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Title: Air slide basic modelling
Author: Valciu, Serena Carmen
ISNI:       0000 0004 6494 4051
Awarding Body: University of Greenwich
Current Institution: University of Greenwich
Date of Award: 2015
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This thesis addresses the evaluation, modification and modelling of a mass flow feeding silo, stand pipe and standard air slide system for use in handling and transporting alumina in the aluminium smelting industry. Stability and repeatability of gravitational flow rates from feeding silos and stand pipes (addressed as interfaces) is crucial from operational point of view and needs to be achieved before one can further estimate and model the flow of alumina and the capacity of an air slide. Although techniques for design of storage vessels (based on the flow characteristics of particulates) have been in the public domain since the 1960’s, they have been slow to gain acceptance in the industry (due to a lack of awareness of their existence amongst engineers). The use of the stand pipe concept to increase flow rates during gravity discharge and to achieve stability of flow has been examined experimentally in a small rig at Tel-Tek department of POSTEC. The stand pipe should be integrated into the mechanical design of an air slide, because if the material cannot be delivered (discharged) properly from the feeding unit onto the air slide, there will be no stable conveying conditions. It has been found by Gu, Arnold and McLean (1993) that the stand pipe is efficient only if it is kept full of powder - the feeding silo acting more as a buffer for the stand pipe. Their concept was implemented in practice during the tests conducted at POSTEC by monitoring the weight of material in the stand pipe and the flow rates of alumina in real time by using LabView software and weighing cells. What makes the research work reported in this document unique is the integration of different mechanical and modelling concepts from different engineering fields (continuum and soil mechanics, fluid dynamics, rheology, cybernetics and powder technology). Previous work undertaken by Haugland (1998) for Hydro focused the flow of alumina as a Newtonian fluid and was itself based on the modelling work of Woodcock (1978). Yet, besides their work, no accurate mathematical model has been developed which could be used to predict the velocity and mass flow rates of alumina flow and capacity of an air slide for a range of alumina qualities. Such a model would be extremely useful when designing new air slide systems, as the capacity of air slides could be predicted from the rheology of powder and the knowledge of bulk particulate characteristics. Previous research, measurement campaigns and extensive literature studies, all point out that in terms of controlling discharge from gravity flow equipment (and after studying the transport behaviour of an air slide), it is often the gravity discharge approach that generates the greatest degree of variability, in terms of both consistency and repeatability. The root of the problem of inconsistent discharge rates has been identified to lie with the flow channel development within the feeding silo and/or the stand pipe (discharge head). The potential causes of flow irregularities are even more critical to be aware of, in the cases where mass flow principles are intended to be applied - especially in the case of highly segregable materials like alumina blends. This thesis is aimed at developing a reliable means for predicting the average velocity of alumina flow and capacity and also to understand the mechanisms that govern the flow behaviour. To enable online estimation and further modelling of full-scale air slide capacity, a small-scale rig with adjustable length was built at POSTEC in 2012 and further modified in 2013. Air slide capacity (alumina flow rates) for different lengths of 3 m, 7 m and 15 m and inclination angles from 0 to 3.1 degrees of air slide were measured by using pressurized air in the range of 3 to 6.5 barg. Empirical models have been developed from test results as a first step. It was found based on empirical models that the velocity of alumina bed has a power law behaviour. However, these models would require the use of expensive and time-consuming air slide trials to determine the values of the power law coefficients for each alumina quality. The degree of segregation when handling and transporting alumina has proven to be quite considerable, in terms of undesirable effects on the production process. This thesis was prompted by several measurement programmes of work undertaken for Hydro by the author with the aim of mapping the performance of volumetric feeders and the degree of segregation in a feeding air slide rig at The Reference Centre in Årdal. Sampling from feeders and chemical analysis of the samples have clearly shown the degree of segregation, especially when fluidizing and transporting binary mixtures of alumina and aluminium fluoride. Pressure measurement results showed pressure drops along the air supply tube, which also have been found to have an impact on segregation. Fluidization and shearing trials have been conducted both on alumina and binary mixtures in order to establish a benchmark procedure for powder characterisation that could be used as an operational support tool. Currently the minimum fluidization velocity for all Hydro Aluminium plants is set to 2.0 cm/s, which is much higher than what it is actually needed to achieve an optimal fluidization. There is a strong analogy with the flow of Newtonian or non – Newtonian fluids in an open channel that can be applied to the flow of fluidized alumina on an air slide. In this thesis, the hydrological non- Newtonian model developed from the general Saint-Venant model of open channel in a rectangular channel has been applied as a second step. Such theoretical mechanistic models, based on the mass and momentum balance with bottom friction along the powder bed, are numerically challenging to solve. The model requires use of rheometrical benchmark tests to determine the flow index coefficients for a specific quality of alumina for a given initial inlet bed depth and steady state estimated capacity. The use of an Ordinary Differential Equations (ODE) solver in MATLAB to predict the height and the velocity of alumina bed in an open channel seemed promising and showed similar trends when compared to the alumina bed results obtained from the air slide tests conducted at POSTEC. Results obtained so far indicate that a more detailed analysis needs to be conducted in order to find out how to ‘fine tune’ the model parameters to further improve the model fit to measurement data. Although more experimental data is needed, e.g. shear stress measurements and flow coefficients at different fluidization velocities and for different alumina qualities, the correlation between measurements and the model obtained so far confirmed that further investigation would be justified. Thus, the effect of interfaces, the feeding silo and the stand pipe should be considered and included into further design approaches for mechanical equipment, by balancing headroom availability in pot rooms versus increase in transport capacity of bulk solids to optimize production.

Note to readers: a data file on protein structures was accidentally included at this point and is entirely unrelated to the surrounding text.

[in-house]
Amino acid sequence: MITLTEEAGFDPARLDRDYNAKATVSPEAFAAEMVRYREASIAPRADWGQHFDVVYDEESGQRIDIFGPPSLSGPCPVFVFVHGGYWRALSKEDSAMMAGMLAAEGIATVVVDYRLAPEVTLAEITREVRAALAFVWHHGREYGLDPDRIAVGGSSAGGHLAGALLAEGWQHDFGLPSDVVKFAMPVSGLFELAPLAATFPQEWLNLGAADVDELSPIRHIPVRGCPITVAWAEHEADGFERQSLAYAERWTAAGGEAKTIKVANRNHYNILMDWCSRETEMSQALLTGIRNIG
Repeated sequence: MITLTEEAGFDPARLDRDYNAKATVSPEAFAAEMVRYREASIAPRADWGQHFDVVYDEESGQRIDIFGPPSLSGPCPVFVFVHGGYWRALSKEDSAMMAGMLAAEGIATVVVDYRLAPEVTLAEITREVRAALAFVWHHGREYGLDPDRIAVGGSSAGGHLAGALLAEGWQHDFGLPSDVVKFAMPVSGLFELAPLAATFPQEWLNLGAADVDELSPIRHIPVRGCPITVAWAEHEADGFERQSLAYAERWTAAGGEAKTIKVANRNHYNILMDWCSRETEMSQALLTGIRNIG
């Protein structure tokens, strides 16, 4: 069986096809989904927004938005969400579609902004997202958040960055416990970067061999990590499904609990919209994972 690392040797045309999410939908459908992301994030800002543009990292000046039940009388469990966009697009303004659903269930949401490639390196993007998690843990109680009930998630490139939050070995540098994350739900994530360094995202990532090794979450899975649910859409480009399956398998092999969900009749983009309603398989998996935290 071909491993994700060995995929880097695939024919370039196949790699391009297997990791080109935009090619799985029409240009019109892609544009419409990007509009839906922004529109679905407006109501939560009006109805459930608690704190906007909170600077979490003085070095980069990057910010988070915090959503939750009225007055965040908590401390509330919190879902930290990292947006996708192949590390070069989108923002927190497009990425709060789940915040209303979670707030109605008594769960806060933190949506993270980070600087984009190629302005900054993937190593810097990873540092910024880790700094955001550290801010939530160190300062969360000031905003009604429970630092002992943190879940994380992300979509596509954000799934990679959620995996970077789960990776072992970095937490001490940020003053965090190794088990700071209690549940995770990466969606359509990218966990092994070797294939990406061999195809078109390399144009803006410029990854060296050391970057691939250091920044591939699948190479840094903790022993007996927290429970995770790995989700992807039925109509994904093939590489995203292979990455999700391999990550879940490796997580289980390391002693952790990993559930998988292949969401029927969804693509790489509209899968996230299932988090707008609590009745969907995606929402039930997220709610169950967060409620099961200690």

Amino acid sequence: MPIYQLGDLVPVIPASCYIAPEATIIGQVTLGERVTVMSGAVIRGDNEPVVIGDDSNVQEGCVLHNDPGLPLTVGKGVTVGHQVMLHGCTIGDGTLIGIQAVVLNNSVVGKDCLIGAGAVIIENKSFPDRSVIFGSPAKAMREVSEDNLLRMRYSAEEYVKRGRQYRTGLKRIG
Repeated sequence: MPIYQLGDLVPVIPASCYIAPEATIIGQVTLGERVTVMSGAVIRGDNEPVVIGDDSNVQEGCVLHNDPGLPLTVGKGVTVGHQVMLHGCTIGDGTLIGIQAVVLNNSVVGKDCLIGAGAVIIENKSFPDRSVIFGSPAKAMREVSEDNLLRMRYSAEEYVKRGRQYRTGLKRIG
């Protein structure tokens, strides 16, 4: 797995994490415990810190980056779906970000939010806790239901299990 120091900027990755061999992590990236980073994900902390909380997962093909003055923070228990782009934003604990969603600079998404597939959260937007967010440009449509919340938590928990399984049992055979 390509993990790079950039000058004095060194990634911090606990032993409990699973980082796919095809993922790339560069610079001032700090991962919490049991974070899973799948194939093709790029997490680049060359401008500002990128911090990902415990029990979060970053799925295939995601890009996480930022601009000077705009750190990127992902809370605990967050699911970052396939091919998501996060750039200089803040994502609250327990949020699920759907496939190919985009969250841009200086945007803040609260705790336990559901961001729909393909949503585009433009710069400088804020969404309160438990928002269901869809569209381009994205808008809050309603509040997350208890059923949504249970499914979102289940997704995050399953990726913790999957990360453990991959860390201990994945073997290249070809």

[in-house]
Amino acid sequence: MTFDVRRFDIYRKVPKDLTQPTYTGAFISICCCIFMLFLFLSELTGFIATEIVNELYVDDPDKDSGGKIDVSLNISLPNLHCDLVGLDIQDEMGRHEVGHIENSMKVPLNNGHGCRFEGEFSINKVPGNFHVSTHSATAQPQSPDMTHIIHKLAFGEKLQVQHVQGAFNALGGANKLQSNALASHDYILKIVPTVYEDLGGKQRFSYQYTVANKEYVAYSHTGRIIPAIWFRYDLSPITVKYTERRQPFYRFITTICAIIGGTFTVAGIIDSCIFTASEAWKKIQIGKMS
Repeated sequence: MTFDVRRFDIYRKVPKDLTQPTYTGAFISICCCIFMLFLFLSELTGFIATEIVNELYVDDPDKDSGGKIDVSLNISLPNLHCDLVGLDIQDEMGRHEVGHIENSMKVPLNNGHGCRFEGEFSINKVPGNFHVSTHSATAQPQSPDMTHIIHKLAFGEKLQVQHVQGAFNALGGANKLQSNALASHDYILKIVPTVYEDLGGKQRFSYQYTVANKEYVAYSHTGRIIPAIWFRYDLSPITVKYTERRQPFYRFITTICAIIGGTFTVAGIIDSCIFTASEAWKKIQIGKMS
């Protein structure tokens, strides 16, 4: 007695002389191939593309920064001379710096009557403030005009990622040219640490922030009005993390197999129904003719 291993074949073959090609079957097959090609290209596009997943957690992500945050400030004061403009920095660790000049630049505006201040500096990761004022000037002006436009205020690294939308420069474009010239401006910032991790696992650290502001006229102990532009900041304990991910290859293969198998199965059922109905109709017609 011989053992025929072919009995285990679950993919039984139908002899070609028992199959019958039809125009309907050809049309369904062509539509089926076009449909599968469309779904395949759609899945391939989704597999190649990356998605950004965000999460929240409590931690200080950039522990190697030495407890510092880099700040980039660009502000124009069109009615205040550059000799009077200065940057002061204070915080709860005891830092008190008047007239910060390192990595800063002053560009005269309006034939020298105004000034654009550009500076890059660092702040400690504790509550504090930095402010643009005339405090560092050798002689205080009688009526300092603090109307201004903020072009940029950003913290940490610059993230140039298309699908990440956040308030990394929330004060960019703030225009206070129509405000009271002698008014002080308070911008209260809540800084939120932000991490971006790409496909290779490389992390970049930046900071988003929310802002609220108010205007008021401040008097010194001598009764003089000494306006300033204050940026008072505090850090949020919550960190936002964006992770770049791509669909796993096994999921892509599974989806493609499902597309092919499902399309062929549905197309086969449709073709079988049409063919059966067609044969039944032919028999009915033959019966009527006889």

Supervisor: Bradley, Michael ; Berry, Robert ; Dyrøy, Are Sponsor: Not available
Qualification Name: Thesis (Ph.D.) Qualification Level: Doctoral
EThOS ID:  DOI: Not available
Keywords: QA Mathematics ; TA Engineering (General). Civil engineering (General)